In recent years, financial planners have shown the effectiveness of using a reverse mortgage line of credit to supplement a retirement portfolio. But while a line of credit can be a strategic part of a retirement income plan, there are often misconceptions related to how the credit line grows.
In yet another Forbes article focused on reverse mortgages in the past week, Wade Pfau, Ph.D., CFA, professor of retirement income at The American College, sets the record straight with an in-depth analysis of how a Home Equity Conversion Mortgage (HECM) works, grows and stands to benefit borrowers.
“The ability to have an unused line of credit grow is a valuable consideration for opening a reverse mortgage sooner rather than later,” Pfau writes. “It is also a detail that creates a great deal of confusion for those first learning about reverse mortgages, perhaps because it seems this feature is almost too good to be true.”
Pfau speculates that the motivation for the government’s design of the HECM program is based on the underlaying assumption that borrowers would spend from their line of credit sooner as opposed to later.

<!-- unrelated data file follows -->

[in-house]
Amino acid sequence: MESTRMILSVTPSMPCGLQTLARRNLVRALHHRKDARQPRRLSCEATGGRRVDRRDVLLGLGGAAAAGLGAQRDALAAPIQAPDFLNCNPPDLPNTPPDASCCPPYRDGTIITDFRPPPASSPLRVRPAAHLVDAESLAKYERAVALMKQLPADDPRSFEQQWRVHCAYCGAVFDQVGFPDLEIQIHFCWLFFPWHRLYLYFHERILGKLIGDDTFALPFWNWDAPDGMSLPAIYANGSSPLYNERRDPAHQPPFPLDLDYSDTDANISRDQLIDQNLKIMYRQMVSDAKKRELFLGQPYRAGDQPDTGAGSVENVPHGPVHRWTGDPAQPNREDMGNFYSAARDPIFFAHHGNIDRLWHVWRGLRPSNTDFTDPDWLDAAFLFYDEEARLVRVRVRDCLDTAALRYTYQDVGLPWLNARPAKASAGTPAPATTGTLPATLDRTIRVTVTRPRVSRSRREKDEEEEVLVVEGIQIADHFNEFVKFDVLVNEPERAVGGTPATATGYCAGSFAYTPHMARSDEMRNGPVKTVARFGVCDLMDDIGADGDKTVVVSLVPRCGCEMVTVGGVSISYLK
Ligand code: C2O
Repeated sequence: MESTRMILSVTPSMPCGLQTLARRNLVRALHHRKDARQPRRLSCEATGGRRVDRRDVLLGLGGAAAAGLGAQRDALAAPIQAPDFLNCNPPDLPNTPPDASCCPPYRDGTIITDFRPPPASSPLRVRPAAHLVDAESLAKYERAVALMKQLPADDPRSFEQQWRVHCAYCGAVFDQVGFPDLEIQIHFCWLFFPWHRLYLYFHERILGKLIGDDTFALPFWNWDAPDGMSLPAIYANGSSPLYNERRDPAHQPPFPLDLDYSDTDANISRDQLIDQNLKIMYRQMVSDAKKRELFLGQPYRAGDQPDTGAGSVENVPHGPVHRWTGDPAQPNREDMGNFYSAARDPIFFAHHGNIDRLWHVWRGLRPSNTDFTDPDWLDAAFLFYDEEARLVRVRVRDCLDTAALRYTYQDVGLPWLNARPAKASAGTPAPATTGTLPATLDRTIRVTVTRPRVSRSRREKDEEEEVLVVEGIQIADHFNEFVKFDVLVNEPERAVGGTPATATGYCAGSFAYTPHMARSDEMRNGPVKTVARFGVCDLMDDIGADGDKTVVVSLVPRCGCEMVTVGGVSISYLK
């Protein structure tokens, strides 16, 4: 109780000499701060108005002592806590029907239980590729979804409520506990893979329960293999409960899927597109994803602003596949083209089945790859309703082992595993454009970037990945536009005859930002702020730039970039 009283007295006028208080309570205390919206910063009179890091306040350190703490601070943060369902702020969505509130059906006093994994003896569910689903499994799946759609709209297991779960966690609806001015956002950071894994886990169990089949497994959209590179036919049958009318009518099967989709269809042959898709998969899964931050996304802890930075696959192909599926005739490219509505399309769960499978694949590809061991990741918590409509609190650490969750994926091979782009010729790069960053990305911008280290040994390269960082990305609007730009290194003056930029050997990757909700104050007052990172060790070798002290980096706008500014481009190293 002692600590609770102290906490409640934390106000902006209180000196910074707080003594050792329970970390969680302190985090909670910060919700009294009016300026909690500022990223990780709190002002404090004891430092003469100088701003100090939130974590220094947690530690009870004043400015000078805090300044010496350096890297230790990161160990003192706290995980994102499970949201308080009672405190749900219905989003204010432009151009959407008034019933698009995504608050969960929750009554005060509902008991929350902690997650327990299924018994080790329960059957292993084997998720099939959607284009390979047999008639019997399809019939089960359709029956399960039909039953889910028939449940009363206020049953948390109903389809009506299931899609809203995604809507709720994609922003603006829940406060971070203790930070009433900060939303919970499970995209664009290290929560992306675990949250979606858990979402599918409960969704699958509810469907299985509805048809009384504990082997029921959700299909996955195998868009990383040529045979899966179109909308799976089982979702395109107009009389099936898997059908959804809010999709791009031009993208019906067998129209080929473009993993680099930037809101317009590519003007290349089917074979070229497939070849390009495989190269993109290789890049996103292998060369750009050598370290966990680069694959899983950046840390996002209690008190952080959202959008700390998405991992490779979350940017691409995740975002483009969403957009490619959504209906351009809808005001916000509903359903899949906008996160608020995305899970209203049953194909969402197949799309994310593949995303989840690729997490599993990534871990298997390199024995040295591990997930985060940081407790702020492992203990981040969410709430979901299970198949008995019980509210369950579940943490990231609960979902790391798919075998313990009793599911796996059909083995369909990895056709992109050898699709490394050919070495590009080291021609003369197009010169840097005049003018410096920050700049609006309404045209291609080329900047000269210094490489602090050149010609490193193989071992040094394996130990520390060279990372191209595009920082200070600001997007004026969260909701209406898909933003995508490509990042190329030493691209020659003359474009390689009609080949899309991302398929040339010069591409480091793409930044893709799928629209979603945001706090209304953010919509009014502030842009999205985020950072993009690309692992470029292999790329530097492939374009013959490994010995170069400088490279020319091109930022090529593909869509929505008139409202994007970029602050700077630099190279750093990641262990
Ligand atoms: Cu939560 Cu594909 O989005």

“Implicitly, the growth in the principal limit would then reflect growth of the loan balance moreso than the growth of the line of credit,” Pfau writes. “In other words, designers assumed the loan balance would be a large percentage of the principal limit.”
The line of credit, however, grows at the same rate as the loan balance, which if left unused, could become quite large.
“There was probably not much expectation that individuals would open lines of credit and then leave them alone for long periods of time,” he writes. “However…the brunt of the research on this matter since 2012 suggests that this sort of delayed gradual use of the line of credit can be extremely helpful in prolonging the longevity of an investment portfolio.”
Read more of Dr. Pfau’s analysis of the reverse mortgage line of credit growth.
Written by Jason OlivaPrint Article